The area-ruled drop tanks and their respective pylons were taken from the Hasegawa kit. For a special “British” touch – because the Tiger had a radome (into which no radar was ever fitted, though) – I added a pair of Firestreak AAMs on the outer underwing stations, procured from a Gomix Gloster Javelin (which comes with four of these, plus pylons).
Painting and markings:
Since the RAF theme was more or less settled, paintwork revolved around more or less authentical colors and markings. The Wasp received a standard RAF day fighter scheme from the late Fifties, with upper camouflage in RAF Dark Green/Dark Sea Grey and Light Aircraft Grey undersides with a low waterline. I used Humbrol 163, 106 and 166, respectively – Ocean Grey was used because I did not have the proper 164 at hand, but 106 also offered the benefit of a slightly better contrast to the murky Dark Green. A black ink washing was applied plus some panel post-shading. The silver leading edges on wings, stabilizers and fin were created with decal sheet material, avoiding the inconvenience of masking.
The cockpit interior was painted in a very dark grey (Revell 09, Anthracite) while the landing gear, wheels and wells received a greyish-metallic finish (Humbrol 56, Aluminum Dope). The air intakes’ interior became bright aluminum (Revell 99), the area around the jet nozzle was painted with Revell 91 (Iron metallic) and later treated with graphite for a dark metallic shine. The drop tanks were camouflaged, the Firestreaks became white so that they would stand out well and add to a certain vintage look.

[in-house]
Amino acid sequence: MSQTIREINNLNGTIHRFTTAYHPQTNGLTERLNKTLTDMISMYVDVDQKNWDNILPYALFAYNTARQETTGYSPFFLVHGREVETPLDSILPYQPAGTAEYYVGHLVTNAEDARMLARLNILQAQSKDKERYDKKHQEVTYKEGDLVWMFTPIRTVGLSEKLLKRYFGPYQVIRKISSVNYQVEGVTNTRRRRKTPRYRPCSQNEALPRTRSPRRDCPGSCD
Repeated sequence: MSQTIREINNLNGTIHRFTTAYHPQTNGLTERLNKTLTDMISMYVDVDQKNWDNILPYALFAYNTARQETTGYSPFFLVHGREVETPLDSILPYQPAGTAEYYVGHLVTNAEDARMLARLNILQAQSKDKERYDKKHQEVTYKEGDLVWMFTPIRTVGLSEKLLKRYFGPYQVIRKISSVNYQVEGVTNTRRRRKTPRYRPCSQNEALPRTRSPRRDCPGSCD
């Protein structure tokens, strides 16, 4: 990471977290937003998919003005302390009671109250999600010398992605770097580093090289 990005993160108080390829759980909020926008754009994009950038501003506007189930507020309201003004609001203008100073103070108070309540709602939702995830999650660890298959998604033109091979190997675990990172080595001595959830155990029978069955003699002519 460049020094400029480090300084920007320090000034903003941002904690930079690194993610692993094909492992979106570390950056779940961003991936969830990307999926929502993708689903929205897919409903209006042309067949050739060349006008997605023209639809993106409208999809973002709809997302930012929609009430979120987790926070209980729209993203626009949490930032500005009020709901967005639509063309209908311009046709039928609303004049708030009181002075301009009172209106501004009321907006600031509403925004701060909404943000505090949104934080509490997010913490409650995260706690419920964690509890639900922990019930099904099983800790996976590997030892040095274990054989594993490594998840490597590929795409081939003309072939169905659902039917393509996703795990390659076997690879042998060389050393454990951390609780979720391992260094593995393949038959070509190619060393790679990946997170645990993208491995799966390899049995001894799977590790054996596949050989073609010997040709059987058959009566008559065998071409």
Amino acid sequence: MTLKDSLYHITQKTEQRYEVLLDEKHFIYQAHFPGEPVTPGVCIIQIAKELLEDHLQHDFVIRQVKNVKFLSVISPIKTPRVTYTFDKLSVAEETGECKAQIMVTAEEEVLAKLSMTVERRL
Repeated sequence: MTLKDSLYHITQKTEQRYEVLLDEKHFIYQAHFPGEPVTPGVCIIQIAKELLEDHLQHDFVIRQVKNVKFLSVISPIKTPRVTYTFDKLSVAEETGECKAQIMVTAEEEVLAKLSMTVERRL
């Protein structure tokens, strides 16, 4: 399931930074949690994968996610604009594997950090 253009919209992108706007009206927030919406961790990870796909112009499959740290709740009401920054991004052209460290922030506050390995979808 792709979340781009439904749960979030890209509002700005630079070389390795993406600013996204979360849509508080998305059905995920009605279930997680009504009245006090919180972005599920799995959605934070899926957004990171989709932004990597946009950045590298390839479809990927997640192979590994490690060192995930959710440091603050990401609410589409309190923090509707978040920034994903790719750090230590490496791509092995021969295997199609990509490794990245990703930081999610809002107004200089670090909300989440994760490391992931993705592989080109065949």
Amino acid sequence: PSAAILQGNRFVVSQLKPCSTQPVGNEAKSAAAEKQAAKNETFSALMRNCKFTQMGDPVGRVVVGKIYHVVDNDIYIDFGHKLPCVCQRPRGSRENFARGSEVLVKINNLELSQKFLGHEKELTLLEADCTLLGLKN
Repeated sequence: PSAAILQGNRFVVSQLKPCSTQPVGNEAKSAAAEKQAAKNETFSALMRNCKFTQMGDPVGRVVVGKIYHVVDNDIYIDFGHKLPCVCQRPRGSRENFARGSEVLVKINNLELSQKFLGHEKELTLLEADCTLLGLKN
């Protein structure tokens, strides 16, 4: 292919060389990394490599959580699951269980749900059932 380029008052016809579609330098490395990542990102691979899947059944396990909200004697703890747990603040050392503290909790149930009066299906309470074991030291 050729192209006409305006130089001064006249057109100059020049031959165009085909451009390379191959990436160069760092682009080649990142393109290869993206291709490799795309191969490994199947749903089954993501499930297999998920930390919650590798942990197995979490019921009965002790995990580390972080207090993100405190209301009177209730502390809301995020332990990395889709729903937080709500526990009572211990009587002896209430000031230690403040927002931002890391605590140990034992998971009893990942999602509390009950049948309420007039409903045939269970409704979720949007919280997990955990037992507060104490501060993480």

The decals were a mix from various sources. The No. 20 Squadron badges and the Type D high-viz roundels on the wings were left over from an Airfix Hawker Hunter. The fuselage roundels came from an Italeri BAe Hawk sheet, IIRC. The bent fin flash, all the stencils as well as the serial code (which was puzzled together from two real serials and was AFAIK not allocated to any real RAF aircraft) came from an Xtradecal Supermarine Swift sheet. The individual red “B” letter came from a Matchbox A.W. Meteor night fighter.
Finally, the kit was sealed with matt acrylic varnish – I considered a glossy finish, since this was typical for RAF aircraft in the Fifties, but eventually just gave the radome a light shine.
Basically a simple project, and quickly done in just a couple of days. However, chrisonord’s great eye for similarities makes this “Tiger in disguise” a great fictional aircraft model with only little effort, it’s IMHO very convincing. And the RAF colors and markings suit the F11F very well.